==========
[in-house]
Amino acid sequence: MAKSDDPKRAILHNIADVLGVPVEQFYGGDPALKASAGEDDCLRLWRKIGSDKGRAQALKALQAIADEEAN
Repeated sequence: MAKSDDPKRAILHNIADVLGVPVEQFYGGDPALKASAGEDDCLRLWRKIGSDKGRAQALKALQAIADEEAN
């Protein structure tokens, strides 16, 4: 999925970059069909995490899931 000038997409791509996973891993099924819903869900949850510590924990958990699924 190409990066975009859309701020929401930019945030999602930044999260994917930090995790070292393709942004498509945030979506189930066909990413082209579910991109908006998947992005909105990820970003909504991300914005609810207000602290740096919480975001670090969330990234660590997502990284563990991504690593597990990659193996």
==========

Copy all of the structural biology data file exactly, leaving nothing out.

[in-house]
Amino acid sequence: MAKSDDPKRAILHNIADVLGVPVEQFYGGDPALKASAGEDDCLRLWRKIGSDKGRAQALKALQAIADEEAN
Repeated sequence: MAKSDDPKRAILHNIADVLGVPVEQFYGGDPALKASAGEDDCLRLWRKIGSDKGRAQALKALQAIADEEAN
């Protein structure tokens, strides 16, 4: 999925970059069909995490899931 000038997409791509996973891993099924819903869900949850510590924990958990699924 190409990066975009859309701020929401930019945030999602930044999260994917930090995790070292393709942004498509945030979506189930066909990413082209579910991109908006998947992005909105990820970003909504991300914005609810207000602290740096919480975001670090969330990234660590997502990284563990991504690593597990990659193996």